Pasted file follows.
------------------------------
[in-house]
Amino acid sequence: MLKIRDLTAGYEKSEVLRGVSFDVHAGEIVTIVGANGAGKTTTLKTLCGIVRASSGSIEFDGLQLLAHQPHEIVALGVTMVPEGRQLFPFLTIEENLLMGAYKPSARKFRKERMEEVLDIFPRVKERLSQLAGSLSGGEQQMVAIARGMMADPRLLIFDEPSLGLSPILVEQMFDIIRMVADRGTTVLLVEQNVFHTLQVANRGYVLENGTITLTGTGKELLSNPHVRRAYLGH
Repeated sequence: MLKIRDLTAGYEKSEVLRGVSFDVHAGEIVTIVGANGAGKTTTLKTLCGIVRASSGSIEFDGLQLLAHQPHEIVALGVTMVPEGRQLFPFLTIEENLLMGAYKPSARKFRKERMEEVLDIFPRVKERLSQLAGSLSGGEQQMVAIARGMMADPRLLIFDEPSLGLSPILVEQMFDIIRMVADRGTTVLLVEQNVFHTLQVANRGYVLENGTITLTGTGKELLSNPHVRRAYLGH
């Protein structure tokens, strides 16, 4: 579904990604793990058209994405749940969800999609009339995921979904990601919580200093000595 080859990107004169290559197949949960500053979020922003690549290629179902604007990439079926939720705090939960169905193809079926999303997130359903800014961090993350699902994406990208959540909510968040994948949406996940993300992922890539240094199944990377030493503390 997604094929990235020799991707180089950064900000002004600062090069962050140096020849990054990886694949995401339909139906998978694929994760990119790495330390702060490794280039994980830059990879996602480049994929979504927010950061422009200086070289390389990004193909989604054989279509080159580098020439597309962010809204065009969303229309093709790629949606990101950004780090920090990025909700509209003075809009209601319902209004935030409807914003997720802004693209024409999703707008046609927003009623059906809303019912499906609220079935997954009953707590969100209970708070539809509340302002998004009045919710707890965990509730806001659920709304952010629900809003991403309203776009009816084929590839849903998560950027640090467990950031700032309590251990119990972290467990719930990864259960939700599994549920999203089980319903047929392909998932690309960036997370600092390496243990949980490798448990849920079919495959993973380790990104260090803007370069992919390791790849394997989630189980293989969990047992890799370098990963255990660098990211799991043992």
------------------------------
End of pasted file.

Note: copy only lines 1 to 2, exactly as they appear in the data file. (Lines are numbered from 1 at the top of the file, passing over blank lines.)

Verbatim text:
[in-house]
Amino acid sequence: MLKIRDLTAGYEKSEVLRGVSFDVHAGEIVTIVGANGAGKTTTLKTLCGIVRASSGSIEFDGLQLLAHQPHEIVALGVTMVPEGRQLFPFLTIEENLLMGAYKPSARKFRKERMEEVLDIFPRVKERLSQLAGSLSGGEQQMVAIARGMMADPRLLIFDEPSLGLSPILVEQMFDIIRMVADRGTTVLLVEQNVFHTLQVANRGYVLENGTITLTGTGKELLSNPHVRRAYLGH